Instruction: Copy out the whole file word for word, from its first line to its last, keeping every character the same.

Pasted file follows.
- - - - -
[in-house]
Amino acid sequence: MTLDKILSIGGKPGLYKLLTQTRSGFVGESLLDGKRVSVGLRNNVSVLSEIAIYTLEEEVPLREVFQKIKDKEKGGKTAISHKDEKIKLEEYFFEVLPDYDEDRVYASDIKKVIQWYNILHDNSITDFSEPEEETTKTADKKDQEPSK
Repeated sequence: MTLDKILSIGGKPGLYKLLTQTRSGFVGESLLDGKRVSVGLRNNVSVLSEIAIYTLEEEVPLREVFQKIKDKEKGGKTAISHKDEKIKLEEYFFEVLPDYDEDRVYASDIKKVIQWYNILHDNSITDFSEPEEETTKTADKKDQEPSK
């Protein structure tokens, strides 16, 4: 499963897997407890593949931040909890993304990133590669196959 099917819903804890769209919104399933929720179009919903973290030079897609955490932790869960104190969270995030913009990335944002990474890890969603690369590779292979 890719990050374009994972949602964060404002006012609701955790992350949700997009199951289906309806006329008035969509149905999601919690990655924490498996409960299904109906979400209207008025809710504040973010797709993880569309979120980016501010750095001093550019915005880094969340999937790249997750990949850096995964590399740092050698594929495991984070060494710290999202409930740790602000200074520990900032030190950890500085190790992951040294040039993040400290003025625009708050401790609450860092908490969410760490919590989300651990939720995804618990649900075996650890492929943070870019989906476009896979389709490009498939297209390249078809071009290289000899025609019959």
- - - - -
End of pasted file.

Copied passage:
[in-house]
Amino acid sequence: MTLDKILSIGGKPGLYKLLTQTRSGFVGESLLDGKRVSVGLRNNVSVLSEIAIYTLEEEVPLREVFQKIKDKEKGGKTAISHKDEKIKLEEYFFEVLPDYDEDRVYASDIKKVIQWYNILHDNSITDFSEPEEETTKTADKKDQEPSK
Repeated sequence: MTLDKILSIGGKPGLYKLLTQTRSGFVGESLLDGKRVSVGLRNNVSVLSEIAIYTLEEEVPLREVFQKIKDKEKGGKTAISHKDEKIKLEEYFFEVLPDYDEDRVYASDIKKVIQWYNILHDNSITDFSEPEEETTKTADKKDQEPSK
């Protein structure tokens, strides 16, 4: 499963897997407890593949931040909890993304990133590669196959 099917819903804890769209919104399933929720179009919903973290030079897609955490932790869960104190969270995030913009990335944002990474890890969603690369590779292979 890719990050374009994972949602964060404002006012609701955790992350949700997009199951289906309806006329008035969509149905999601919690990655924490498996409960299904109906979400209207008025809710504040973010797709993880569309979120980016501010750095001093550019915005880094969340999937790249997750990949850096995964590399740092050698594929495991984070060494710290999202409930740790602000200074520990900032030190950890500085190790992951040294040039993040400290003025625009708050401790609450860092908490969410760490919590989300651990939720995804618990649900075996650890492929943070870019989906476009896979389709490009498939297209390249078809071009290289000899025609019959």